where she sometimes hid

in the middle of the night, watching for
raccoons. She found a baby one, once, dead

next to a pair of bushes. She’d held it
close, surprised at the coarseness

of its fur, the skeletal look
of the side of its thin face. The eyes

were blue underneath the lids, too young,
the tongue almost white

behind its teeth. Gently, she put it back
where she’d found it, her hands

locked beneath its small weight, touching
the dew-tipped grass, for only

a moment, but it stayed with her. She knew,
even in flight, that it would, but that she could forget

other things, or at least put them
at the distance of clouds.






The questions come like glass
and ice. She removes

her hair and a piece of
her skull—this is all that could ever

protect me—and the brain
beneath is pulsing

and pink and white. Later,
in his dreams, he tells

the other bodies that there was yellow,
too: the series of electrons,

leaping: hoping for survival




Morning Song


Lackadaisical cries, and the morning
is open. Outside, the world

is still dark, but in here—through
the neighbor’s walls—I hear the earth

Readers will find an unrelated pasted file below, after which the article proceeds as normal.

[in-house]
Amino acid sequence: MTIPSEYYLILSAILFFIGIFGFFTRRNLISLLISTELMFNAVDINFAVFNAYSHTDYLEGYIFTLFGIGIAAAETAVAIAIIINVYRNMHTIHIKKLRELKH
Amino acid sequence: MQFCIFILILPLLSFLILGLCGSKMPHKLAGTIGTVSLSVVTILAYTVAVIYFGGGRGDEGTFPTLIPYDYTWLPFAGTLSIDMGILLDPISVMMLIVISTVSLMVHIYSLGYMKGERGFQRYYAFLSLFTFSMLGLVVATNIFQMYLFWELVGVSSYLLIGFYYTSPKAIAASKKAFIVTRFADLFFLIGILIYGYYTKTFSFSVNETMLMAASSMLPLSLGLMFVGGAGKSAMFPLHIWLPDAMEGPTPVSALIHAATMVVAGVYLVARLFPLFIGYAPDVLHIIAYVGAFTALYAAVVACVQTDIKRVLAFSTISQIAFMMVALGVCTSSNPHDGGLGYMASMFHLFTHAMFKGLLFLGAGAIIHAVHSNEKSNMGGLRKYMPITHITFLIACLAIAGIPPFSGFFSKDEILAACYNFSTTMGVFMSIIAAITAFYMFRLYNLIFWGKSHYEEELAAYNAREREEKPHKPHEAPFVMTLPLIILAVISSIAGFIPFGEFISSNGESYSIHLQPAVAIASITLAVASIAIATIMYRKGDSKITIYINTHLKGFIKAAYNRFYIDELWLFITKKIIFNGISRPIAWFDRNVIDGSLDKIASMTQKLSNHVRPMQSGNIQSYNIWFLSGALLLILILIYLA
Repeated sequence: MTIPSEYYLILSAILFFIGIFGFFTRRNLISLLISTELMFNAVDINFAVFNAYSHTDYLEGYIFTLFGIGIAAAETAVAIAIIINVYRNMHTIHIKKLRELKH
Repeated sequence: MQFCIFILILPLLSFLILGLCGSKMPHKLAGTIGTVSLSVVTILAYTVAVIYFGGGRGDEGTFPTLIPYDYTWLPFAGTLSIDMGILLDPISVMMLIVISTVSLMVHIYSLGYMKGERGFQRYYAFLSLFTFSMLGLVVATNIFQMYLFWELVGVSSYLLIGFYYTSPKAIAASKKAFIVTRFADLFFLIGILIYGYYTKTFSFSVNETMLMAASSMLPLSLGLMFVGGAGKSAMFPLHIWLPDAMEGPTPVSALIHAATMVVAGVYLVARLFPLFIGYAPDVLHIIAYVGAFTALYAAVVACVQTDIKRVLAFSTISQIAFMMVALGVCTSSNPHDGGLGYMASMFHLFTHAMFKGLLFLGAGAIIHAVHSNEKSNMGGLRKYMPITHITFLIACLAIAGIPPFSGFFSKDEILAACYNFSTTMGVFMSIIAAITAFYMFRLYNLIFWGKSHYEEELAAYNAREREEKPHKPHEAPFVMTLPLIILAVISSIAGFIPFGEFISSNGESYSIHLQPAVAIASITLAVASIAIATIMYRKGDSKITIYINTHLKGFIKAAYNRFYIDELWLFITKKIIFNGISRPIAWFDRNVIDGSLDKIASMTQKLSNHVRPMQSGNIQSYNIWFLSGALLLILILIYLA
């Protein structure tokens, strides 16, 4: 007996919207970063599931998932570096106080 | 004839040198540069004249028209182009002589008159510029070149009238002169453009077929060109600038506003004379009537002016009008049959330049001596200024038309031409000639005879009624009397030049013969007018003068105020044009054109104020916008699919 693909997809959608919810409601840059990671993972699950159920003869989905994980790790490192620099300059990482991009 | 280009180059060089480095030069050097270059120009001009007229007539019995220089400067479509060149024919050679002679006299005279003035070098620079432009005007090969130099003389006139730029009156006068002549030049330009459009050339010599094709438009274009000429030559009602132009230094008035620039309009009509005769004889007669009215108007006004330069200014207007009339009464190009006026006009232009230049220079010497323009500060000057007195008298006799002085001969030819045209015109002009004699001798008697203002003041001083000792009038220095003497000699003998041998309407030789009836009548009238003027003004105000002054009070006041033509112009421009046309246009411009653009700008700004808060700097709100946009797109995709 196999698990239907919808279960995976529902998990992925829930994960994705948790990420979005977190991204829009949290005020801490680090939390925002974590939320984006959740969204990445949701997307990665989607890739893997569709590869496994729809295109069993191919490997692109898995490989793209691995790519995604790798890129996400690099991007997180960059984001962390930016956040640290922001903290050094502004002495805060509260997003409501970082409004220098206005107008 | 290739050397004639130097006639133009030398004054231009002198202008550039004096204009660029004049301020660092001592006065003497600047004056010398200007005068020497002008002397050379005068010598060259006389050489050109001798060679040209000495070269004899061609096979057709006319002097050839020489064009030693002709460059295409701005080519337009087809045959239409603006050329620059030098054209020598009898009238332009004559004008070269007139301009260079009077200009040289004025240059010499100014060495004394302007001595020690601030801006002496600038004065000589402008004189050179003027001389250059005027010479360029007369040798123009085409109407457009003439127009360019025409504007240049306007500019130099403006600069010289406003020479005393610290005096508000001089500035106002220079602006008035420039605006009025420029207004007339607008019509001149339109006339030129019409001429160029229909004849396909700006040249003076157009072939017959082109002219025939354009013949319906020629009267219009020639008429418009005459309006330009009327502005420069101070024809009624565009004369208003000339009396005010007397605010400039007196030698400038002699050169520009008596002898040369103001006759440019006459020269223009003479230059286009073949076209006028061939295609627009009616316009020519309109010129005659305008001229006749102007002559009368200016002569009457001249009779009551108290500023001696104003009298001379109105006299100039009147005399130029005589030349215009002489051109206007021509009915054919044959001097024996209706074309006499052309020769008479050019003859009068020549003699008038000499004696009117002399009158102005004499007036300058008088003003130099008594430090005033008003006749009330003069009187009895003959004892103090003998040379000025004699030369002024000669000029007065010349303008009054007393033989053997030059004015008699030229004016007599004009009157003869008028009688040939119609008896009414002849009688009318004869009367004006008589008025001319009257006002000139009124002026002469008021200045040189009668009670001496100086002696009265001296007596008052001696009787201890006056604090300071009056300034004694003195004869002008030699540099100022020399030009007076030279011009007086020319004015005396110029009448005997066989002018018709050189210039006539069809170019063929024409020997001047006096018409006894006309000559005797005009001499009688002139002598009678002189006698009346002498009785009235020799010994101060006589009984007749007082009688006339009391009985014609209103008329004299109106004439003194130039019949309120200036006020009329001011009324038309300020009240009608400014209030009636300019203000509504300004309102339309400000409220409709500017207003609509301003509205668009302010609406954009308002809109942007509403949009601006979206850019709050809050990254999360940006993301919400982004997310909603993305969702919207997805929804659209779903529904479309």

turning. She is small, perhaps three,
and I can imagine her in the small

purple pajamas I saw when the family
first moved in. Her hair, a spring-tide

of brown curls, bounces
the more she screams. It is nonsensical,

hardly a word, but the odd, loud cries
of birds. Then, the thud

that can be heard throughout
the house, and the quiet that impedes.

This has become the norm.

We do not speak of it, we do not
show signs of understanding.

We are quiet, and the morning simply




Gray Wolf


The myth begins with gray fur
and yellow-moon eyes.

The teeth. First, there are whispered
sightings, dismissed

into the neighboring water.


Next, the discovery
of cattle bones, picked clean,

the bodies having disappeared
days before. The farmers are not pleased.

What they are doing is
unacceptable, they say,



Then, the massacre: the story to begin
the hunt that will end

all hunts. It is reported
the children in the classroom

didn’t have a chance, the room a series
of red walls, the windows

a private-viewing chamber. Somehow,
the wolf was trapped inside,

able to feed.


The production of guns.


The problem that appears
to neighboring towns is this:

later that day, all the little feet
and backpacks

made it home. Not a drop of blood
was found. And yet—

the anthropomorphic need
to hunt continues:

it feeds.



on the current issue of potential Gray Wolf hunting in the upper-peninsula of Michigan, via the Kalamazoo Gazette






“I’m not committed to life,” she said
and her body was ash beneath

the moon. She ate a pomegranate down

to its last seed, took a breath
and confessed.

Pumpkin seeds tasted like water now.

She often dreamed of swallowing
an entire swing

so that she might take that swaying motion with her.

But then she was gone, her dress
off-kilter, the heels scraping away,

and the moonlight was a severed man

on the nearby bushes
and hydrangeas.